Massive LaGrange Lock and Dam project steaming aheadView Source
LAGRANGE — Initial work is starting on plans for a new multi-million-dollar, 1,200-foot lock chamber to improve efficiency and navigation at LaGrange Lock and Dam.
The project is one of seven planned for the Upper Mississippi River System as part of the Navigation and Ecosystem Sustainability Program.
LaGrange Lock and Dam is about 80 miles above the confluence of the Illinois River with the Mississippi River at Grafton and about 8 miles below Beardstown. It now has a 600-foot lock, which would remain and be used as an auxiliary lock chamber, according to the U.S. Army Corps of Engineers.
The new rock-founded lock would be constructed landward of the existing structure and would include support buildings, approach walls and approach channels.
In addition to improving mariner safety, the U.S. Army Corps of Engineers said, the new lock would be able to accommodate the largest tow configurations on the Upper Mississippi River and would reduce per-locker times from 2½ hours or more to about 45 minutes.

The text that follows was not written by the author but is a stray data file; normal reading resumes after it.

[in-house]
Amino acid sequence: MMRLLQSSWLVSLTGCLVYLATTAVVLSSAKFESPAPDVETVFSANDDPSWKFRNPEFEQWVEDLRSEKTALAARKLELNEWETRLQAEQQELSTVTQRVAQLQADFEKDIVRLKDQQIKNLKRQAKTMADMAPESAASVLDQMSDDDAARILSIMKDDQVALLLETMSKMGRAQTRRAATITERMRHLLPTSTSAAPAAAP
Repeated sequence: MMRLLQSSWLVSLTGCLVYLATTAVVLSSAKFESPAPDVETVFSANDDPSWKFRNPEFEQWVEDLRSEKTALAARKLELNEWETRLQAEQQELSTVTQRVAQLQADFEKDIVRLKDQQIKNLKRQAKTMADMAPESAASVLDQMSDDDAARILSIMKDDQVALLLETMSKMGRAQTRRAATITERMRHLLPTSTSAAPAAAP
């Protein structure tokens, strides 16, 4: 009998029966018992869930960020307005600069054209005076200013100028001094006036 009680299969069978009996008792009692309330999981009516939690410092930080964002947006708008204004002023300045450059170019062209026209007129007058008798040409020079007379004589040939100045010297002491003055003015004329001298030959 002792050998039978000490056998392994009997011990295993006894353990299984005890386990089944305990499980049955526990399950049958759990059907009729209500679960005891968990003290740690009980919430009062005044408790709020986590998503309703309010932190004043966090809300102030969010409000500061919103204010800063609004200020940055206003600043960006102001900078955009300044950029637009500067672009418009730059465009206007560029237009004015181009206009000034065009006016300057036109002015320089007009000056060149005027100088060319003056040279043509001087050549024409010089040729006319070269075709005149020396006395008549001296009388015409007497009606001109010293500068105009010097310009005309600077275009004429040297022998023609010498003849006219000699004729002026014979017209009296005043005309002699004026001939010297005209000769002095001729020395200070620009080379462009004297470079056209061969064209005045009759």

There will be an informational session next week to allow a review of the preliminary design plan. The U.S. Army Corps of Engineers' Rock Island District will host the session from 6 to 8 p.m. Tuesday at Meredosia-Chambersburg Junior-Senior High School, 830 Main St. An overview will be presented and people can provide comments to the design team.
The current phase includes architecture and engineering services — such as lock design, hydraulic measuring, aerial and site surveys and environmental compliance — and physical modeling. The estimated cost for the phase is $20 million.
The coming fiscal year would include real estate activities, physical model testing and continued design work. It is estimated at $49.3 million.